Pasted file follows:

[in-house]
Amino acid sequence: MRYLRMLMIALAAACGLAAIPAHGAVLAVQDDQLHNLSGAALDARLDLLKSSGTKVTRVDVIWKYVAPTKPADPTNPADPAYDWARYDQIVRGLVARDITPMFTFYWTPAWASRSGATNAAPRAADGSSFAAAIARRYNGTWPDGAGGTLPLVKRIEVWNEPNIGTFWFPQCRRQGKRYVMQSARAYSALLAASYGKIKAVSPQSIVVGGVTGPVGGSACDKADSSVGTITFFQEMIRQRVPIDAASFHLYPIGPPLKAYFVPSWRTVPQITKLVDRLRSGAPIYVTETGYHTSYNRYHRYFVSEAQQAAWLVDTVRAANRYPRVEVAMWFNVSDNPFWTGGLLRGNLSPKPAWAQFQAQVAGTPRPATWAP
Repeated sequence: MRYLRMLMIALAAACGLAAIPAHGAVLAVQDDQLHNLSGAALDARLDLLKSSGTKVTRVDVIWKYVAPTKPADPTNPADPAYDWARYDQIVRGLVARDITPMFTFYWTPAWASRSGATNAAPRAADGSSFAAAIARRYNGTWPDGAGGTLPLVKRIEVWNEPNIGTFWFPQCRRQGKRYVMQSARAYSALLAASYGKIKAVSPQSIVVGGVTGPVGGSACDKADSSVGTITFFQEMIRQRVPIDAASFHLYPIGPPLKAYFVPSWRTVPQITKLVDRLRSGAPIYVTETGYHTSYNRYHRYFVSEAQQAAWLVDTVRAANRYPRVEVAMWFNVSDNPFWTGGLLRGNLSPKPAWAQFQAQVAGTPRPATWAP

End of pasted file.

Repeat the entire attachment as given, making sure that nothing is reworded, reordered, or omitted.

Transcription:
[in-house]
Amino acid sequence: MRYLRMLMIALAAACGLAAIPAHGAVLAVQDDQLHNLSGAALDARLDLLKSSGTKVTRVDVIWKYVAPTKPADPTNPADPAYDWARYDQIVRGLVARDITPMFTFYWTPAWASRSGATNAAPRAADGSSFAAAIARRYNGTWPDGAGGTLPLVKRIEVWNEPNIGTFWFPQCRRQGKRYVMQSARAYSALLAASYGKIKAVSPQSIVVGGVTGPVGGSACDKADSSVGTITFFQEMIRQRVPIDAASFHLYPIGPPLKAYFVPSWRTVPQITKLVDRLRSGAPIYVTETGYHTSYNRYHRYFVSEAQQAAWLVDTVRAANRYPRVEVAMWFNVSDNPFWTGGLLRGNLSPKPAWAQFQAQVAGTPRPATWAP
Repeated sequence: MRYLRMLMIALAAACGLAAIPAHGAVLAVQDDQLHNLSGAALDARLDLLKSSGTKVTRVDVIWKYVAPTKPADPTNPADPAYDWARYDQIVRGLVARDITPMFTFYWTPAWASRSGATNAAPRAADGSSFAAAIARRYNGTWPDGAGGTLPLVKRIEVWNEPNIGTFWFPQCRRQGKRYVMQSARAYSALLAASYGKIKAVSPQSIVVGGVTGPVGGSACDKADSSVGTITFFQEMIRQRVPIDAASFHLYPIGPPLKAYFVPSWRTVPQITKLVDRLRSGAPIYVTETGYHTSYNRYHRYFVSEAQQAAWLVDTVRAANRYPRVEVAMWFNVSDNPFWTGGLLRGNLSPKPAWAQFQAQVAGTPRPATWAP